By Barton Gellman
Washington Post Staff Writer
Tuesday, January 20, 2009
Barack Obama takes office today with a realistic prospect of joining the ranks of history's most powerful presidents.
The more familiar observation, that he confronts daunting trials, enhances that prospect. Emergencies have always brought commensurate new authority for the presidents who faced them, not only because the public demanded action but also because rival branches of government went along.
Obama arrives with a rare convergence of additional strengths, some of them inherited and some of his own making. Predicting a presidency, to be sure, is hazardous business, and much will depend on Obama's choices and fortune. But historians, recent White House officials and senior members of the incoming team expressed broad agreement that Obama begins his term in command of an office that is at or near its historic zenith.
"The opportunity is there for Obama to recast the very nature of the presidency," said Sean Wilentz, a presidential historian at Princeton. "Not since Reagan have we had as capable a persuader as Obama, and not since FDR has a president come in with quite the configuration of foreign and domestic crises that open up such a possibility for the reconstruction of the executive."
No president has begun his term with so broad a wave of public confidence -- 78 percent approval in the most recent Gallup poll. There are precedents for single-party control of the White House and Congress, but the early signs suggest that House and Senate Democrats will be far more united in loyalty to Obama than their counterparts were to President Jimmy Carter. The Republican opposition, by contrast, appears to be as fractured as at any time since Barry Goldwater's landslide defeat in 1964. If Obama keeps the loyalty of the online social networks he used to win election, with unprecedented success in fundraising and recruiting, his White House could be the first to harness a meaningful grass-roots movement as an ongoing tool of governance.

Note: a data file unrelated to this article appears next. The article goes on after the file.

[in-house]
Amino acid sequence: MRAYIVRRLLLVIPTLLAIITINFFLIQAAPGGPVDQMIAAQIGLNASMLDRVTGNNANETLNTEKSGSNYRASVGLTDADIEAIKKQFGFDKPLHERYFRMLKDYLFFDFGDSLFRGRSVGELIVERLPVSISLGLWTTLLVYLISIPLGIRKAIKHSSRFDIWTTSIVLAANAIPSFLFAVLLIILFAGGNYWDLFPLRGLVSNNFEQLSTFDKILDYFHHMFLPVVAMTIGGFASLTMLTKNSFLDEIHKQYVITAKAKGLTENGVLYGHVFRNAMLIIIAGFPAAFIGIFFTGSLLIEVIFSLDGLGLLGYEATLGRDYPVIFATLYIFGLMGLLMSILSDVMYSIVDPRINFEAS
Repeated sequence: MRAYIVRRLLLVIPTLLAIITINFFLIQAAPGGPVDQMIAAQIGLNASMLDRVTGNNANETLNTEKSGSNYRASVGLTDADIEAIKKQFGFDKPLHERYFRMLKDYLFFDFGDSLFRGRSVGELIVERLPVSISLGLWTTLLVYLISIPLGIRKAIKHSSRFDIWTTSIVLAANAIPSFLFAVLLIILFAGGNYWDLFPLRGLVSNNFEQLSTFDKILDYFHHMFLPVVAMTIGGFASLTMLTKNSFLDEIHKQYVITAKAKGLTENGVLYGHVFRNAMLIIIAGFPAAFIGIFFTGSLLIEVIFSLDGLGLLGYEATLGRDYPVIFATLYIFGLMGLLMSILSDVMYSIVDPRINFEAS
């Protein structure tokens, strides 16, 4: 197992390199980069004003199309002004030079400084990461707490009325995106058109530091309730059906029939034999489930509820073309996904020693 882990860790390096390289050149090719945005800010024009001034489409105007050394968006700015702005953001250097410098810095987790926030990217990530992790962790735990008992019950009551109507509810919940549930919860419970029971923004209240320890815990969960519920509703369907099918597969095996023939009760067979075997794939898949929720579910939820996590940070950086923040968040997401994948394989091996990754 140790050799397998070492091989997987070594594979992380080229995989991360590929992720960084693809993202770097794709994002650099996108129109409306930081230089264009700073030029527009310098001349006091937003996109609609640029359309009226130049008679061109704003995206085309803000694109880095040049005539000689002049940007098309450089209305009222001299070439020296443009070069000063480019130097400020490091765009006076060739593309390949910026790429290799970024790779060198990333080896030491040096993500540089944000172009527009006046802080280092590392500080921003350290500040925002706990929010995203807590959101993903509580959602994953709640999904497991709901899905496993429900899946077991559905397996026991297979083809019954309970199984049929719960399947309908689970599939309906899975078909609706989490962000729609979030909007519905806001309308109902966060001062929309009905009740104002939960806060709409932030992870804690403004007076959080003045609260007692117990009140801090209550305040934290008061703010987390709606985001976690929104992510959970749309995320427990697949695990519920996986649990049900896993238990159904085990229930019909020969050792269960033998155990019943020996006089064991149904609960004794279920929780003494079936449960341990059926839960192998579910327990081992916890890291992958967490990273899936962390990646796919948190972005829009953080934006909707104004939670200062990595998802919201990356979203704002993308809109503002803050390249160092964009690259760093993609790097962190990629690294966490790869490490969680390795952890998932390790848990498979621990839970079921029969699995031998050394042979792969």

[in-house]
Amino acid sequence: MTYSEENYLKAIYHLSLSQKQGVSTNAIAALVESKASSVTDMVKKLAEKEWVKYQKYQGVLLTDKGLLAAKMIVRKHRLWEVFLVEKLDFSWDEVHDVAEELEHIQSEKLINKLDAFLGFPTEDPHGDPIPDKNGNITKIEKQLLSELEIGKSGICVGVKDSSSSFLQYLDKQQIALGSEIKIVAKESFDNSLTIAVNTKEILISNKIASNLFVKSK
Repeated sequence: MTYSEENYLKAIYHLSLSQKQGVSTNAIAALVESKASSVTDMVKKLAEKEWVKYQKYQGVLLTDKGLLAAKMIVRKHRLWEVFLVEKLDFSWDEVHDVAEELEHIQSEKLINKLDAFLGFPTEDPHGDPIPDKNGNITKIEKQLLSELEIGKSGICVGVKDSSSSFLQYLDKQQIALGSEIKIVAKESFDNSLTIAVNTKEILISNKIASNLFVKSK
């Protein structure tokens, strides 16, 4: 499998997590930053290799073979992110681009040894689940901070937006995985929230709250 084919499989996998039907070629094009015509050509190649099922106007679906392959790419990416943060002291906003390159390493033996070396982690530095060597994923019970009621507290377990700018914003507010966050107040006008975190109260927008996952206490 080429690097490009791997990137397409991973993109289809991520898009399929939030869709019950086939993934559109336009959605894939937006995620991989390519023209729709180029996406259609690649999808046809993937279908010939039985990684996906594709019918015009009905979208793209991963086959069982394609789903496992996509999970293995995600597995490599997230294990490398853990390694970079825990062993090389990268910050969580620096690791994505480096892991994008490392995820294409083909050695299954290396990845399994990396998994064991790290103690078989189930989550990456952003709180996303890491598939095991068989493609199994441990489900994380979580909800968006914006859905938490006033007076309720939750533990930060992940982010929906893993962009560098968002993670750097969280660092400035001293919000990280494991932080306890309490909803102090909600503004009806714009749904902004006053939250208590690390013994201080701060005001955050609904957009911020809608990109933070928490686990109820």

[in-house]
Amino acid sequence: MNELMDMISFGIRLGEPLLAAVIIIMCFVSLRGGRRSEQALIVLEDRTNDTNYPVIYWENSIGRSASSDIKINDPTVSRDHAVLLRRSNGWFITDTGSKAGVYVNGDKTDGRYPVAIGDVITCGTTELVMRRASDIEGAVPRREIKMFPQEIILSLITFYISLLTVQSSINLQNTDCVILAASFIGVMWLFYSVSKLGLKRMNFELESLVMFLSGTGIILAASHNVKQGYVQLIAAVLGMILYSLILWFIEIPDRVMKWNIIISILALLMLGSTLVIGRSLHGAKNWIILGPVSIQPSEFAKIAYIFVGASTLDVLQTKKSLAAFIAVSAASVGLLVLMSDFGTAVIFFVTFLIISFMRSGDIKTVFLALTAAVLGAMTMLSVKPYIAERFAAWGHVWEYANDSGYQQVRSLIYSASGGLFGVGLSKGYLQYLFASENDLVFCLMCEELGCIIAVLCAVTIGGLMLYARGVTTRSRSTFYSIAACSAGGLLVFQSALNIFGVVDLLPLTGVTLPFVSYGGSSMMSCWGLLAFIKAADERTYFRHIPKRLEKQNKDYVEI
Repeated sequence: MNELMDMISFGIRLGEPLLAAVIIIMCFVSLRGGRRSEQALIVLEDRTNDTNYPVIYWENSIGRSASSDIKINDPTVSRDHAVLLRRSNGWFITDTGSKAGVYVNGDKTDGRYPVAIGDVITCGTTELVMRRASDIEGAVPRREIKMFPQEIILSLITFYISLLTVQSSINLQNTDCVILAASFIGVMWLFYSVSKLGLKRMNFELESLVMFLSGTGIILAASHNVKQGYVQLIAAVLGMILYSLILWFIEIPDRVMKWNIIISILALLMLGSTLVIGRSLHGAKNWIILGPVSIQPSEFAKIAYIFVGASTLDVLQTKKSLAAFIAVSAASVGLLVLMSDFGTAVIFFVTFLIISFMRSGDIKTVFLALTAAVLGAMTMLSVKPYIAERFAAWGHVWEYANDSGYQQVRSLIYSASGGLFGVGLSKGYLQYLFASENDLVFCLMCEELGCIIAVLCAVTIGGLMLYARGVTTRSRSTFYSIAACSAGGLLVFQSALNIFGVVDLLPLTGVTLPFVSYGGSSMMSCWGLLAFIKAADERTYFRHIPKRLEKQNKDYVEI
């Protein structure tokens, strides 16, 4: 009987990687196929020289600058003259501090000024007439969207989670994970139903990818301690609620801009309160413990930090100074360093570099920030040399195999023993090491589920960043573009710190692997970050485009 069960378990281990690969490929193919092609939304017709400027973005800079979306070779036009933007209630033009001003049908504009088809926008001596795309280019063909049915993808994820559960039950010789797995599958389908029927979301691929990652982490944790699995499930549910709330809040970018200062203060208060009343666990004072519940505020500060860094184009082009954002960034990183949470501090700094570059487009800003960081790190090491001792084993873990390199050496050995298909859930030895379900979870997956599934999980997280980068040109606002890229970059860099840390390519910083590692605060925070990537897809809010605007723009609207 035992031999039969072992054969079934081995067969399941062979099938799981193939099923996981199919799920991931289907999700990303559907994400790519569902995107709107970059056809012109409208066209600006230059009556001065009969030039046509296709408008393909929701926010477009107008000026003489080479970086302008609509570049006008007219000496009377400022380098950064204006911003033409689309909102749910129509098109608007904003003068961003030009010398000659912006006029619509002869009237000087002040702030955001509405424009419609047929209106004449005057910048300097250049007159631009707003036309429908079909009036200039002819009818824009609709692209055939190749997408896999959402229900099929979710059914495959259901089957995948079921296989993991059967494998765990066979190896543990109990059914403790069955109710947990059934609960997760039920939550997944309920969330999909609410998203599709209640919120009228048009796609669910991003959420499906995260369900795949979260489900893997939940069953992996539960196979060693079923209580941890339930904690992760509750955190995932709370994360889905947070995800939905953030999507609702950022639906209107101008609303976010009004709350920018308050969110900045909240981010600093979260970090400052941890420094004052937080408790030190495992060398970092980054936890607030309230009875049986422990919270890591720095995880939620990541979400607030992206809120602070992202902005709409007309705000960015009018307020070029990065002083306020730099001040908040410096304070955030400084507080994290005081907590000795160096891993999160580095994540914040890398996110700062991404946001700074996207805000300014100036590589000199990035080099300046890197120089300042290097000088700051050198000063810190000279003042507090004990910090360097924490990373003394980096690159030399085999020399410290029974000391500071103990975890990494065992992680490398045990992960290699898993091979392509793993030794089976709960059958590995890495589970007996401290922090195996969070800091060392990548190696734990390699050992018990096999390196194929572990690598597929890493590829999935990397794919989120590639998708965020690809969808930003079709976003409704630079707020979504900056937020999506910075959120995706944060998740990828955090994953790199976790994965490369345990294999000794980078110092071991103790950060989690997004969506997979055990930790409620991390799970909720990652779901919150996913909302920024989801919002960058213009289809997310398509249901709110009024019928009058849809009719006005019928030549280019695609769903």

The federal government itself is a far more potent instrument, in its breadth and depth of command over national life, than it has ever been before. Largely in response to the threat of terrorism, the Bush years and President Bill Clinton's two terms saw "an incredible period of state-building that's unrivaled in American history except by the creation of the national security state in the 1940s and '50s," said Jack Balkin, a professor of constitutional law at Yale whose blog, Balkinization, is often cited by members of the Obama team.
By necessity or design, and most often by passive acquiescence, Congress and the courts have let presidents do most of the steering of the new and expanded institutions that govern finance, commerce, communications, travel, energy production and especially intelligence gathering. When there were struggles for dominance among the three branches, most of them ended with lopsided victories for the executive.
The legislative power to declare war and ratify treaties, for example, has been deeply eroded by the practice of presidents to launch military operations on their own and to make major international commitments -- such as December's "status of forces" pact with Iraq -- by "executive agreement" rather than by treaty requiring a two-thirds Senate vote. After lengthy controversy over warrantless domestic surveillance in the Bush administration, Congress authorized the program without obtaining any details about what, exactly, is collected and how it is used.